Pakistan-born author tells Punjab partition story

Madhusree Chatterjee

New Delhi, Oct 9 (IANS) A Hindu student crossing over to Lahore under a Muslim name and late Bollywood actor Sunil Dutt's encounter with an old woman on his visit to Pakistan are among the episodes recounted in a new book by a Pakistan-born author on the partitioning of Punjab.

It is through 'the memories of this pain that the survivors of the Punjab carnage want to move on and open more people-to-people contact points along the border', says writer Ishtiaq Ahmed.

He has penned 'The Punjab Bloodied, Partitioned and Cleansed: Unravelling the 1947 Tragedy Through Secret Reports and First Person Accounts (Rupa & Co)', a non-fiction work on the trauma of Punjab's partition when India was divided.

Physician Prem Sobti, a medical student in Mumbai in 1947, remembers crossing over to Lahore from Ferozepur under a Muslim name, Pervez, to rescue his family from a burning Punjab.

He had volunteered to bandage refugees at Ferozepur to make it across the border, recalls Sobti in an interview to Ahmed in the book.

'A very beautiful young Muslim girl from Hoshiarpur begged me to take her to Lahore because her parents had been killed...I lied to her that I was a Christian,' Sobti said.

When the doctor reached home in Lahore, it was empty. After a wild hunt and a trip back to India, the doctor located his parents in Delhi.

Then there's Som Anand, whose fate changed with that of Punjab in 1947. His father, who had married a Muslim woman, decided to stay on in Lahore despite the killings.

'He was managing director at a bank and they needed his services. I returned to India,' Anand bares his soul to Ahmed.

Then there was late actor Sunil Dutt, who returned to his native village Punjab in Pakistan in 1998.

'The old women in our village addressed me by Bajjya (nickname) and wanted to know how my mother was. When I told them that she had died, they began to cry,' Dutt told Ahmed.

'The scars still linger,' said Ahmed, a professor emeritus of political science at Stockholm University in Sweden.

'When I talked to some of these people, many of them began to cry hysterically. It hurts them even now. They treat partition as a fate thrust upon them,' Lahore-born Ahmed told IANS.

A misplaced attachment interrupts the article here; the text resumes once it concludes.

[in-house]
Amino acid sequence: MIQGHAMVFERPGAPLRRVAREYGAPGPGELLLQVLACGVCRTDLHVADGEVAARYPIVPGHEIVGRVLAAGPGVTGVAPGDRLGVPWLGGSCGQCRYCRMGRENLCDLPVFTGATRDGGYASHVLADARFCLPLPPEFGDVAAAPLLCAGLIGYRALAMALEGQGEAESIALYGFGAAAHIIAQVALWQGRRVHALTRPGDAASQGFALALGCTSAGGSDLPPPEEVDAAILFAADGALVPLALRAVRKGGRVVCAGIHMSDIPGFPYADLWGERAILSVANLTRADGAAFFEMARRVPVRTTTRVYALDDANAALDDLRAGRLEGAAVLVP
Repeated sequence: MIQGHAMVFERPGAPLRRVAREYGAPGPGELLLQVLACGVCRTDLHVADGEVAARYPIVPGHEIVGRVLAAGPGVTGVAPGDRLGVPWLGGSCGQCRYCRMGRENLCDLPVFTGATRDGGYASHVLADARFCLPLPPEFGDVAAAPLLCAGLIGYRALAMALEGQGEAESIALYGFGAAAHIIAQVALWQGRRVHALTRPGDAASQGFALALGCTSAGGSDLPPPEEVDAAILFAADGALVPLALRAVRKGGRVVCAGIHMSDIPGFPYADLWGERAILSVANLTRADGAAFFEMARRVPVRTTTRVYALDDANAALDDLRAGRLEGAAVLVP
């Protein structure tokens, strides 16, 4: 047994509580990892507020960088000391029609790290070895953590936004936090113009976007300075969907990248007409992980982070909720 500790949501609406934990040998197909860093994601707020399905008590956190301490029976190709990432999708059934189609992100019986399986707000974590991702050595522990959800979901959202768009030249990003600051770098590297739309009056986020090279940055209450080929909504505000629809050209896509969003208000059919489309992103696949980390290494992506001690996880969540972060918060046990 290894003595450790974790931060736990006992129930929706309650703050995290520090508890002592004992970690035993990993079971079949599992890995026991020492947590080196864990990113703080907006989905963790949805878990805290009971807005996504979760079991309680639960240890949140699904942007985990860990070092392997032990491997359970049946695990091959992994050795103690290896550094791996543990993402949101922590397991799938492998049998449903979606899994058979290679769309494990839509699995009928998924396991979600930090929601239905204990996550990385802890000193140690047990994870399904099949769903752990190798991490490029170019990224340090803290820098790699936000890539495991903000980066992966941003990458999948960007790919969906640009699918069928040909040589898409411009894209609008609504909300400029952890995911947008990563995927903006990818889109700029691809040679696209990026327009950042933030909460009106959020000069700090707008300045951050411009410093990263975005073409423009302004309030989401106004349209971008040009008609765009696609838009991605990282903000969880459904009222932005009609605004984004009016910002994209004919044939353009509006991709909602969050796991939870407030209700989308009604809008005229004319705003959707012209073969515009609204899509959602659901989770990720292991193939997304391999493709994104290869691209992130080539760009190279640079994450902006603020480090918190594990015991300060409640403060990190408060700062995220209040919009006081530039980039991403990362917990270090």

The writer, who describes his book as the first holistic account of the partition of Punjab and its aftermath, argues 'that the partition of India was a necessary but not sufficient basis for the partition of Punjab'.

'All those I spoke to felt partition could have been avoided. It was a mistake, but all of us would have to live it because it cannot be undone. We can only ask Allah to forgive,' the writer said.

The walls that have sprung in Punjab post-partition have created cultural divides.

'Children who have grown up in the Pakistan side of Punjab have no exposure to the other side. But people on both sides are amenable to the idea that they can live in peace,' Ahmed said.

'There was no grand conspiracy to eradicate unwanted groups from the territory in 1947,' he said.

Development in Pakistan's Punjab has to be advanced to overcome the trauma of suffering, the writer said.

'The youth don't get jobs. The defence expenditure is very high because Pakistan is always threatened by the fear that it has to go to war any time. It takes up the country's resources,' the writer said.

'The border has to become more porous with more trade, commerce and cultural exchanges,' he said.

'We cannot go to another war - it will lead to a nuclear confrontation,' Ahmed said. The writer, who was born in Lahore in 1947, moved to Stockholm in 1973.

(Madhusree Chatterjee can be contacted at